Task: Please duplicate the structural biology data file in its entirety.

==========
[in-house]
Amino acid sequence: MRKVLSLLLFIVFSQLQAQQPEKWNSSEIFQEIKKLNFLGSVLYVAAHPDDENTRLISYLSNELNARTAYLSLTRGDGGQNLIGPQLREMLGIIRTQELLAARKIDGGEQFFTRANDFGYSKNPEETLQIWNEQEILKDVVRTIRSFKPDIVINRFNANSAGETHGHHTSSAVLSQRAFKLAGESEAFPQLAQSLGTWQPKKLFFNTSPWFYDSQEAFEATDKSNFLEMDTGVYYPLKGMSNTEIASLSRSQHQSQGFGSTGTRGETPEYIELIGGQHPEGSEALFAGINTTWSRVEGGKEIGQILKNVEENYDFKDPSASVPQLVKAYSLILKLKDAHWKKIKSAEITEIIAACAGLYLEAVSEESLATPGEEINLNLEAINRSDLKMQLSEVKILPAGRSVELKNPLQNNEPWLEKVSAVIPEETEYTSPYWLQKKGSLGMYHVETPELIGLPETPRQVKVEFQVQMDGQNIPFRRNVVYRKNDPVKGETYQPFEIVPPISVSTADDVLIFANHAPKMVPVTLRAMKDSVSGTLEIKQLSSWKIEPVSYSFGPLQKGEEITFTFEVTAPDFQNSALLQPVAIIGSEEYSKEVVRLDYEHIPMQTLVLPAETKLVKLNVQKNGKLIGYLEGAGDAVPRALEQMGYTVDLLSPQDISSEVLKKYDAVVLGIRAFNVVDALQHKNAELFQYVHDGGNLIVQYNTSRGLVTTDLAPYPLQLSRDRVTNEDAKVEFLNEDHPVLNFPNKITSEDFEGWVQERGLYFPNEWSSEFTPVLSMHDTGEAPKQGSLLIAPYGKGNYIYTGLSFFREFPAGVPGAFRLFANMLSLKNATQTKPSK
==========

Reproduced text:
[in-house]
Amino acid sequence: MRKVLSLLLFIVFSQLQAQQPEKWNSSEIFQEIKKLNFLGSVLYVAAHPDDENTRLISYLSNELNARTAYLSLTRGDGGQNLIGPQLREMLGIIRTQELLAARKIDGGEQFFTRANDFGYSKNPEETLQIWNEQEILKDVVRTIRSFKPDIVINRFNANSAGETHGHHTSSAVLSQRAFKLAGESEAFPQLAQSLGTWQPKKLFFNTSPWFYDSQEAFEATDKSNFLEMDTGVYYPLKGMSNTEIASLSRSQHQSQGFGSTGTRGETPEYIELIGGQHPEGSEALFAGINTTWSRVEGGKEIGQILKNVEENYDFKDPSASVPQLVKAYSLILKLKDAHWKKIKSAEITEIIAACAGLYLEAVSEESLATPGEEINLNLEAINRSDLKMQLSEVKILPAGRSVELKNPLQNNEPWLEKVSAVIPEETEYTSPYWLQKKGSLGMYHVETPELIGLPETPRQVKVEFQVQMDGQNIPFRRNVVYRKNDPVKGETYQPFEIVPPISVSTADDVLIFANHAPKMVPVTLRAMKDSVSGTLEIKQLSSWKIEPVSYSFGPLQKGEEITFTFEVTAPDFQNSALLQPVAIIGSEEYSKEVVRLDYEHIPMQTLVLPAETKLVKLNVQKNGKLIGYLEGAGDAVPRALEQMGYTVDLLSPQDISSEVLKKYDAVVLGIRAFNVVDALQHKNAELFQYVHDGGNLIVQYNTSRGLVTTDLAPYPLQLSRDRVTNEDAKVEFLNEDHPVLNFPNKITSEDFEGWVQERGLYFPNEWSSEFTPVLSMHDTGEAPKQGSLLIAPYGKGNYIYTGLSFFREFPAGVPGAFRLFANMLSLKNATQTKPSK